Joe Garvey
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Joe Garvey


Band Alternative Acoustic


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This band has not uploaded any videos



"PLAY Magazine"

Joe Garvey, singer/songwriter, will return to Newton at 7:30 p.m. today for an electric/acoustic performance at Moka's, 701 N. Main.

A student at the University of Kansas with a major in journalism and political science. Garvey started playing guitar at 16-years old and has been writing and producing his own music ever since.

Garvey recently played to a capacity crowd at the Hard Rock Cafi in Paris as part of a musician lineup in a tribute to deceased artist Jeff Buckley. He has been playing at venues in the Wichita and Lawrence area for the past year.

This will be his first performance in Newton, where he attended school for three years prior to his family's move to Valley Center.

- The Kansan - Newton

"Garvey, Fulks, Flavin to Perform At Venue"

Free entertainment opens uptown at 8 p.m. at the new Block 32 Eatery & Pub, 128 S. Christian. In a family friendly atmosphere that includes a restaurant and bar, alternative artist Joe Garvey will perform acoustic and electric guitar sets until 11 p.m.

Garvey, 20, from Valley Center, ( has received recognition performing in Wichita- and Lawrence-area venues the past several months, but his most notable concert of the year was at The Hard Rock Cafi in Paris, France, playing to a full-house along with other invited musicians specializing in interpretations of late artist Jeff Buckley’s music, according to a news release.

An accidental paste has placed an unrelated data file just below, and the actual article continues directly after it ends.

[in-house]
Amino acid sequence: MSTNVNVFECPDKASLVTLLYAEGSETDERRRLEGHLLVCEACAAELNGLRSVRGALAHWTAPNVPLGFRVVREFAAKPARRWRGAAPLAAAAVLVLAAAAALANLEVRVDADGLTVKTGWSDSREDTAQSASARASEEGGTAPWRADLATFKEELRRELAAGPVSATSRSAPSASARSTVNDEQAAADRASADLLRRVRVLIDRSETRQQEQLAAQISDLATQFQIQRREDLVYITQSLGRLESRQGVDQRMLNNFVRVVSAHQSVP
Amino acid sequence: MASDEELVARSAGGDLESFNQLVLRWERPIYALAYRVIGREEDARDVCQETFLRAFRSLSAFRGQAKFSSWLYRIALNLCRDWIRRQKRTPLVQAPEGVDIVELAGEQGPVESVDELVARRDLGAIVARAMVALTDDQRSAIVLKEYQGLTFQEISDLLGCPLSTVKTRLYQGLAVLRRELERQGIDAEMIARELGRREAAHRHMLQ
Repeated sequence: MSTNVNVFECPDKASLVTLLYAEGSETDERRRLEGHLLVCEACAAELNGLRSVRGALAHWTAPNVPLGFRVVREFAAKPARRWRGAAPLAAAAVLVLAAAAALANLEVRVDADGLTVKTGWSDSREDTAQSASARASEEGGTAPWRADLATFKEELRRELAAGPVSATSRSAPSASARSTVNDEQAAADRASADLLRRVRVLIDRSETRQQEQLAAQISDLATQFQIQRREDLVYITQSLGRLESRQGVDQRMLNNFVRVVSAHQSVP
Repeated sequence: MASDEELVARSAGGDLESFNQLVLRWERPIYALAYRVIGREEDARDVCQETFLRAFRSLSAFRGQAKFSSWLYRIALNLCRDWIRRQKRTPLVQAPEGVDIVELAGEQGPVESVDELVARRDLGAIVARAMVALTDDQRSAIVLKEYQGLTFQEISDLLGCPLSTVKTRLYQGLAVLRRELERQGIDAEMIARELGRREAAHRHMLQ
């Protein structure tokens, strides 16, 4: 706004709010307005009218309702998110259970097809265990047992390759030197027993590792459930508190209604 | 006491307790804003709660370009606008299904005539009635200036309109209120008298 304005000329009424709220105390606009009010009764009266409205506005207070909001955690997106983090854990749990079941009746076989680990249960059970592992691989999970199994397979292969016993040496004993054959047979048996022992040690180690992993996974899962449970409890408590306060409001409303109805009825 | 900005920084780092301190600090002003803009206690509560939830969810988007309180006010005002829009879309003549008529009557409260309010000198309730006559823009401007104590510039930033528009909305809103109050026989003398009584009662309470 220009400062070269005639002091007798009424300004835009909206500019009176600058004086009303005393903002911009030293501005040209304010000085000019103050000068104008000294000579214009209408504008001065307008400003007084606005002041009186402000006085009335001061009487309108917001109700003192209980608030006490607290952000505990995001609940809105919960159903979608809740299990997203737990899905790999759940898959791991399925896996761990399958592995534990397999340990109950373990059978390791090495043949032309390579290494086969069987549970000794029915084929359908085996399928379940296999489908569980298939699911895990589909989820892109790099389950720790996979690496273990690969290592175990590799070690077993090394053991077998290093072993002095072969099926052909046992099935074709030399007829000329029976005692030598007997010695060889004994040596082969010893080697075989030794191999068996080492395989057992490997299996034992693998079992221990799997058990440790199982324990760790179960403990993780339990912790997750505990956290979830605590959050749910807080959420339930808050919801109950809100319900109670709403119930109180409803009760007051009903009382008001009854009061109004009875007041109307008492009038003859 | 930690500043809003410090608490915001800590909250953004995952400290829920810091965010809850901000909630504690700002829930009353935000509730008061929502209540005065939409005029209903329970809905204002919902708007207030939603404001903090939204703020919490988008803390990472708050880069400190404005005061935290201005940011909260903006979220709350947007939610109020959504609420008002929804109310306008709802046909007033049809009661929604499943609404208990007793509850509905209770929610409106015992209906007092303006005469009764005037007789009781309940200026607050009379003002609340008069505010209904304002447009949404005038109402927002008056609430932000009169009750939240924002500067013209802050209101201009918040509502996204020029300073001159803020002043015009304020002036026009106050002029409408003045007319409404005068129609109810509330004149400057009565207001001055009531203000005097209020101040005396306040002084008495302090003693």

Garvey will present a mix of Buckley tunes along with other alternative genre ballads and some original music.

- The Kansan - Newton


"Samhain", released in 2006, self-produced compilation of original tunes. Newer songs are frequently streamed via MySpace or my own website, As an assistant sound engineer at KU, I've founded a new label, Red Glitter Coffin Records, and plan to release some amazing sound in the near future.


Sitting with a guitar on a concrete bench in front of the Old Town Theater in Wichita, Kansas, Joe Garvey felt at home. Playing on the street eliminates the hassles of schedules and contracts and lets the music flow as openly as the Kansas wind. Less-hurried passers-by would stop occasionally to listen to a few songs on their evening treks, tossing in a handful of spare change. From this outdoor venue he'd strum an acoustic to tunes by Joseph Arthur, Green Day, Neil Young, Jeff Buckley, and many other musical influences. But in just one year's time, Joe would leave the openness of Old Town to play in front of a packed crowd in Paris and his musical career would make a fast-paced lift-off.
Like most rock musicians, Joe was taken by music at an early age. Unlike most of those same musicians, he was not inspired to pick up the guitar until he was 16 years old.
"Most people think it's funny that 'Maria Maria' was the song that inspired me to play guitar," Joe recalls. "It wasn't even a rock song; it just featured one lick by Carlos Santana that was played over and over. I knew my dad played electric guitar so I asked him to play the lick for me. It was the first time I had seen a guitar actually played in person. It wasn't a good first impression. I thought it sounded like hell, it was way too loud and screeching." Nonetheless his father said to “take these guitars and play what you want with them.”